For Bahr, this new breed of IT buyers have the budget and influence to matter for partners.

“But the secret sauce is when you go back to IT and inform them about what the line-of-business leaders are doing,” Bahr said. “IT departments are just trying to keep up with the onslaught of applications and the quest for digital capabilities, which means the partner can play an important role in the middle.”

To assist the channel in digging out new buyers with new IT budgets, Cisco has created industry-focused training for partners, designed to provide specialised knowledge and expertise, aligned to particular sectors.

“We build horizontal technology solutions which can be applied to line-of-business buyers and verticals,” Bahr said.

“We’ve built industry specific training, which includes the profile of the buyer and how technologies can create an outcome, alongside details of buying indicators and the taxonomy.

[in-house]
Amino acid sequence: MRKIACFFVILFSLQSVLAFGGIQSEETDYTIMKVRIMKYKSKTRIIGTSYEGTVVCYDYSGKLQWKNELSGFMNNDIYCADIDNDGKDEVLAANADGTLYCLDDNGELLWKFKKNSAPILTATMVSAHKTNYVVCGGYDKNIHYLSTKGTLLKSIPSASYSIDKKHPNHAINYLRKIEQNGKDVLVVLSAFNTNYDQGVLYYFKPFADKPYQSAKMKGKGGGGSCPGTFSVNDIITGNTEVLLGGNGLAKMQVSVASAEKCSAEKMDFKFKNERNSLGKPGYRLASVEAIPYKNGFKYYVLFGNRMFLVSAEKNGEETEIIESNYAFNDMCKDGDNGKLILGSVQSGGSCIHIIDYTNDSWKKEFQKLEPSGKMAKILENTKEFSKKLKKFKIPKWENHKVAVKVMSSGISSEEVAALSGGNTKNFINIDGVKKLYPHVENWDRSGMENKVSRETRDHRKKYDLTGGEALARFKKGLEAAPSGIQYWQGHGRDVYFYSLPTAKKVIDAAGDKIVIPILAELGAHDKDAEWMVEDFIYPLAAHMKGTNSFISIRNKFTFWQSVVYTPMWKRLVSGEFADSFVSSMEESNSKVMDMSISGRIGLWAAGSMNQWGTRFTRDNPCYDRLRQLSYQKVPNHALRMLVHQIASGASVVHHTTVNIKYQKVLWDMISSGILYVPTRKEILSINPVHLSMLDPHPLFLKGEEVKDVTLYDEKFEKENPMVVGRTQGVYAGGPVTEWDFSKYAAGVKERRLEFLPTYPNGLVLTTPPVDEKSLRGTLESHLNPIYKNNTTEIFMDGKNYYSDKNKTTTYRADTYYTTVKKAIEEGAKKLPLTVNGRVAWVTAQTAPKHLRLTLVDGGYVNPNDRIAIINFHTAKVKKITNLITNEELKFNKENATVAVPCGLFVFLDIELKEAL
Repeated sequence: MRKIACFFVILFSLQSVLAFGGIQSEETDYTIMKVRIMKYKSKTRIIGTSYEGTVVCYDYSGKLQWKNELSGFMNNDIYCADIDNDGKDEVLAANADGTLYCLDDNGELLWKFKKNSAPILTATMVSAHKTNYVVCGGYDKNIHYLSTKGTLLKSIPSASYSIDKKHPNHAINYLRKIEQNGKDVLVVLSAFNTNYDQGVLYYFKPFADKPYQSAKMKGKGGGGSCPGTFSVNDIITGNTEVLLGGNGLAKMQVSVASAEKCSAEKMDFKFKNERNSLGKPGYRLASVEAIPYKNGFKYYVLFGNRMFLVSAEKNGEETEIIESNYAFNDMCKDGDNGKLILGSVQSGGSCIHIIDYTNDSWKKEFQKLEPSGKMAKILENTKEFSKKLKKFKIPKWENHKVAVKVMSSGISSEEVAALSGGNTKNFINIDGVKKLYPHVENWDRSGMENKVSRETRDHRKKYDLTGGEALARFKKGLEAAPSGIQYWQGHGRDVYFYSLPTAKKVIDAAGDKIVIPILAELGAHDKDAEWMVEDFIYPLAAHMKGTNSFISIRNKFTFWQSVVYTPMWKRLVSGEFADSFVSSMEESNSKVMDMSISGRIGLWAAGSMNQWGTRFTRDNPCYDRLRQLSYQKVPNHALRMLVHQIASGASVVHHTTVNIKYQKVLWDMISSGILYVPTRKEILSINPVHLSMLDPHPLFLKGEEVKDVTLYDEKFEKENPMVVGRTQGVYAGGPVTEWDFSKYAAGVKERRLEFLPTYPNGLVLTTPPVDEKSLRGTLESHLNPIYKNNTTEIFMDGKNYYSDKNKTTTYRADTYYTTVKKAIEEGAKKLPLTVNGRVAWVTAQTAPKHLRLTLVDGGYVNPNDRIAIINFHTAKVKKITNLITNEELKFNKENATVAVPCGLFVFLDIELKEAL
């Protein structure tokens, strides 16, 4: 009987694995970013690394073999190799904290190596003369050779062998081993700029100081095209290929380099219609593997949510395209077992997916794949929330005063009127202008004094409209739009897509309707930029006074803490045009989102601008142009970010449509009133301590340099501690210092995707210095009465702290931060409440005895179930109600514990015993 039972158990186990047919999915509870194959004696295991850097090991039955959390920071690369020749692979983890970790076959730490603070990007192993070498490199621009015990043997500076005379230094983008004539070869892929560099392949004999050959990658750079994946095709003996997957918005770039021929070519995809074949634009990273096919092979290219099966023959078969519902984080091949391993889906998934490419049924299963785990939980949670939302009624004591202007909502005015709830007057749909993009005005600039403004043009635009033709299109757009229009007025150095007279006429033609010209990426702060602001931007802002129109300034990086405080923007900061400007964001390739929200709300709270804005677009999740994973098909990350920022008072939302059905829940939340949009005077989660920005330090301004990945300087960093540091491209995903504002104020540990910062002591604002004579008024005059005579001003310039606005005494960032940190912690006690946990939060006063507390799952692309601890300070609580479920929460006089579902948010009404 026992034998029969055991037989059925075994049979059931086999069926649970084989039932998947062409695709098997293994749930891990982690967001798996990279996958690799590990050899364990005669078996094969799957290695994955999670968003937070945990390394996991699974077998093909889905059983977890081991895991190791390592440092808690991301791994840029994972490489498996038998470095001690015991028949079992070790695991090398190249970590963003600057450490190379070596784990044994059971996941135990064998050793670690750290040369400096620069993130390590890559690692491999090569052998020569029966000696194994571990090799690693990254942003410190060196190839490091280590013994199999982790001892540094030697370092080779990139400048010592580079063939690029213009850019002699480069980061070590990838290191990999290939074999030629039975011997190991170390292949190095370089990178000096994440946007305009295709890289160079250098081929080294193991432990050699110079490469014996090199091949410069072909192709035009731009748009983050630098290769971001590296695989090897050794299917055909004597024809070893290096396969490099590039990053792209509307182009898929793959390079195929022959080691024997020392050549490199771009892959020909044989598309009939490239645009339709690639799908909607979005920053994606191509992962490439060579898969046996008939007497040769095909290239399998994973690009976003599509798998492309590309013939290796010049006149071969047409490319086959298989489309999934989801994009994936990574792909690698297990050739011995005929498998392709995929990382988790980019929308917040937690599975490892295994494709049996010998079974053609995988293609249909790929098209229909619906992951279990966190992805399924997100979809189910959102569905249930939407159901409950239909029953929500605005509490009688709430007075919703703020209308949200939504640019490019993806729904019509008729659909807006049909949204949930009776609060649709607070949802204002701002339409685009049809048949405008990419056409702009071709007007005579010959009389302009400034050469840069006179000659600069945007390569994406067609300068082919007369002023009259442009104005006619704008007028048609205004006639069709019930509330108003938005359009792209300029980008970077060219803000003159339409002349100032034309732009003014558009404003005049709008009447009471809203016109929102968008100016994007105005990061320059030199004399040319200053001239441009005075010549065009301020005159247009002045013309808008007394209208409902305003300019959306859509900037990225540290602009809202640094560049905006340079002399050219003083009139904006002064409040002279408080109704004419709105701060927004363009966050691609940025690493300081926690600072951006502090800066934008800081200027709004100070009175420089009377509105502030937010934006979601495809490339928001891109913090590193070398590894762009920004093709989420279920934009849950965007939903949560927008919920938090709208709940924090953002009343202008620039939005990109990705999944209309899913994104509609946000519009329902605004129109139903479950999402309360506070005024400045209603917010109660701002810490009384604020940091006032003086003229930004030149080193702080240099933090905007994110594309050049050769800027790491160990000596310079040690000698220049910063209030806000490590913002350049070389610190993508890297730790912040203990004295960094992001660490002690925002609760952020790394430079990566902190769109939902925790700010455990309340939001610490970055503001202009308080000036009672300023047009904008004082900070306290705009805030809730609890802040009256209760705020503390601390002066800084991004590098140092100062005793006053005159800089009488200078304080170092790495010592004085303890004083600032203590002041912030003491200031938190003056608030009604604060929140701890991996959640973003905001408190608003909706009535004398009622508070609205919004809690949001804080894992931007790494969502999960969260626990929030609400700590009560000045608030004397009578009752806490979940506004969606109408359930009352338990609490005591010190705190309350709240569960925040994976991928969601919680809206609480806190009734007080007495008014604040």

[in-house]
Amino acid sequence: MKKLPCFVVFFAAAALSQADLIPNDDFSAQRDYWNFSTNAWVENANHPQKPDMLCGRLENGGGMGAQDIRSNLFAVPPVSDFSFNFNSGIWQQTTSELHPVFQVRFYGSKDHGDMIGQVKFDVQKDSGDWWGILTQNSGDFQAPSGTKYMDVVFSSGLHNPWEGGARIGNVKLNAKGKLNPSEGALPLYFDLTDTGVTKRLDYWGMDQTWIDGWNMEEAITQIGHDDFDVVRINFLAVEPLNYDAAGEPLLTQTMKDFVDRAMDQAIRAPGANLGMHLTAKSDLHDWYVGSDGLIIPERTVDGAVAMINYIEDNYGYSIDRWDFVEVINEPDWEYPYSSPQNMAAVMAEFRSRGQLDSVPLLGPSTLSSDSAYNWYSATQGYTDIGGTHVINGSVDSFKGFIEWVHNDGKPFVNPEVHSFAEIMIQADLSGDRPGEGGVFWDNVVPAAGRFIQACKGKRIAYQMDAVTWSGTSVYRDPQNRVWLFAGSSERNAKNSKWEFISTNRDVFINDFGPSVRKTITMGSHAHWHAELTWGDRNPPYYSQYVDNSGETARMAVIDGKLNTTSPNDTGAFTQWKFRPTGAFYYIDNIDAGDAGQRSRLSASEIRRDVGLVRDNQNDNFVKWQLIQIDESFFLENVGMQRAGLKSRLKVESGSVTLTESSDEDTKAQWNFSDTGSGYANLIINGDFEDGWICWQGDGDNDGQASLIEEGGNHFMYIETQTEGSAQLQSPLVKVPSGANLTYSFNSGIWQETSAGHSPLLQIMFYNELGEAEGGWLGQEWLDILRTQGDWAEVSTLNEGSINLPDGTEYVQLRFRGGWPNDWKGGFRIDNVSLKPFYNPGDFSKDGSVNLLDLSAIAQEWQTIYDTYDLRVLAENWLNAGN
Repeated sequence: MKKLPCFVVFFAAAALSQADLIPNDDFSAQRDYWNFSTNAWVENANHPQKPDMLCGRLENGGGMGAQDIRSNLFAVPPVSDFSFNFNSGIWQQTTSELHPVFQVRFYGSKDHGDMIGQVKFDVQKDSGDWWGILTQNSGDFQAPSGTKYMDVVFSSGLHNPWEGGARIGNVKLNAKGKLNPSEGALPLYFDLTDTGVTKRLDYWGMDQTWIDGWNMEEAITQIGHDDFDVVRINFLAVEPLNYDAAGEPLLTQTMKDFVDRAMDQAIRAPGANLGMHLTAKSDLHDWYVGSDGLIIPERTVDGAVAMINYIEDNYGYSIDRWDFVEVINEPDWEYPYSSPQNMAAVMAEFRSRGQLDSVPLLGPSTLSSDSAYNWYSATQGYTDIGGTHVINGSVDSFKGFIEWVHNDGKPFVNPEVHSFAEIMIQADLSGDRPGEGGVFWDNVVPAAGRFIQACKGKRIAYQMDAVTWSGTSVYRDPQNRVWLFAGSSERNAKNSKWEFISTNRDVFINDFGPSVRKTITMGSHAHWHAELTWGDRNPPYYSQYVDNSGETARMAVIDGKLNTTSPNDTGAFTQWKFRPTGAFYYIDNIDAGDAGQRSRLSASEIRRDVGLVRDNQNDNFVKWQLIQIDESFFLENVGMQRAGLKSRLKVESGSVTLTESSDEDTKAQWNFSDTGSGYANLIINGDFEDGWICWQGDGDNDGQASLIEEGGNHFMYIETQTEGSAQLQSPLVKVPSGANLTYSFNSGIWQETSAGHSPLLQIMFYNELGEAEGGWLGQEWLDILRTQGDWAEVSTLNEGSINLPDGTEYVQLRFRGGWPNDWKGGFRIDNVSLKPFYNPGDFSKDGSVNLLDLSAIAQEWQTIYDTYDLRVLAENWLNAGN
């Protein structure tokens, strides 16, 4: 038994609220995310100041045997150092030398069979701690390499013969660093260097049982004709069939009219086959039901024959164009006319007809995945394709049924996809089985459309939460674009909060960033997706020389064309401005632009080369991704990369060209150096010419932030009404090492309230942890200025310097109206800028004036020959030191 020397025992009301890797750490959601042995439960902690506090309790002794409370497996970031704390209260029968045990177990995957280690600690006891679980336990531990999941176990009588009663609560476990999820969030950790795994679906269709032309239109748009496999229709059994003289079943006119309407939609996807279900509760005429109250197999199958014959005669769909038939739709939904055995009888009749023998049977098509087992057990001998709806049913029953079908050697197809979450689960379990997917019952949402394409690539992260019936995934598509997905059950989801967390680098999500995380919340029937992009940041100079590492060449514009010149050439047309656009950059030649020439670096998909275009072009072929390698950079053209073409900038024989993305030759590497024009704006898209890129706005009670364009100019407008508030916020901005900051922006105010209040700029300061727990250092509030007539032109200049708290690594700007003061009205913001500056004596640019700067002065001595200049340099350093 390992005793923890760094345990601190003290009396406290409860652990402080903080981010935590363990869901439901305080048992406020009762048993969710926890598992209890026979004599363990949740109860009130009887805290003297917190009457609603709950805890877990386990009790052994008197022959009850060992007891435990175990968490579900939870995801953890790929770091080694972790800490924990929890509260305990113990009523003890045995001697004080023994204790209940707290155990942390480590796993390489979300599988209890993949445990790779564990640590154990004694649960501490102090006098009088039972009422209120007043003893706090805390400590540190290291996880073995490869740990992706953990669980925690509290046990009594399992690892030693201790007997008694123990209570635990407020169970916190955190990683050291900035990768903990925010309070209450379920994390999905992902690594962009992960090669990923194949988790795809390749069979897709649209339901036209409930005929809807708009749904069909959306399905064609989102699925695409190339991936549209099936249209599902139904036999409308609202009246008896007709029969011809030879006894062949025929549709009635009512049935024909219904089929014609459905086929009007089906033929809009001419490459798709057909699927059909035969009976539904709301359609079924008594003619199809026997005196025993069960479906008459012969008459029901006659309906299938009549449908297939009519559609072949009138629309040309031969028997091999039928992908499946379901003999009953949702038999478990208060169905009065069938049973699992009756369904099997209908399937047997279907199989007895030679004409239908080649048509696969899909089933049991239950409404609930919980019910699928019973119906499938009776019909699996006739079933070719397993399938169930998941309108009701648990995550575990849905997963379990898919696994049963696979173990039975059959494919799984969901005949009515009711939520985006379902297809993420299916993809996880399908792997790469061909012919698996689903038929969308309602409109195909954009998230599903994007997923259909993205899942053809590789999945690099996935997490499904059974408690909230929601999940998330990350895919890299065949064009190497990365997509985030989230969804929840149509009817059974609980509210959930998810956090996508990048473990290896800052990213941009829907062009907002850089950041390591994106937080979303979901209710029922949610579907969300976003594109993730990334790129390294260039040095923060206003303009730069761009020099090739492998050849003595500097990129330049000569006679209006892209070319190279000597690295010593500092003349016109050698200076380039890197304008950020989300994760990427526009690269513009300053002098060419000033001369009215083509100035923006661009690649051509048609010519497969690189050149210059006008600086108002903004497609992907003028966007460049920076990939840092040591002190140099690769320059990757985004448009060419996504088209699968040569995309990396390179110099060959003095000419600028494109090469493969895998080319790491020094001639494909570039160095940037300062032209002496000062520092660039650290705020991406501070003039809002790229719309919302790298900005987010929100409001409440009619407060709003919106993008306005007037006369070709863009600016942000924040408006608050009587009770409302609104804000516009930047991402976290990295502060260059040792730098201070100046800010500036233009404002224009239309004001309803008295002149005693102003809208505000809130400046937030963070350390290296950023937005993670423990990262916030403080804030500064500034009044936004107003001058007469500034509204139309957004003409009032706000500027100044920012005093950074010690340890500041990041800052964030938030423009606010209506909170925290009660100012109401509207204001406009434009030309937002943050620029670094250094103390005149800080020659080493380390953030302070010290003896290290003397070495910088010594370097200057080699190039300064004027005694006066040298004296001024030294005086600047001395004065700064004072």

“If you can’t speak the language, you’re not going to have credibility.”

In taking the role as the horizontal supplier of technology, Bahr advised partners to assess customer bases to uncover hidden vertical capabilities.

“We encourage our partners to look at their install base because they might have 30 percent of business in retail or 25 percent in health care or 60 percent in manufacturing,” Bahr said. “So go where your business already is and then try and adapt.”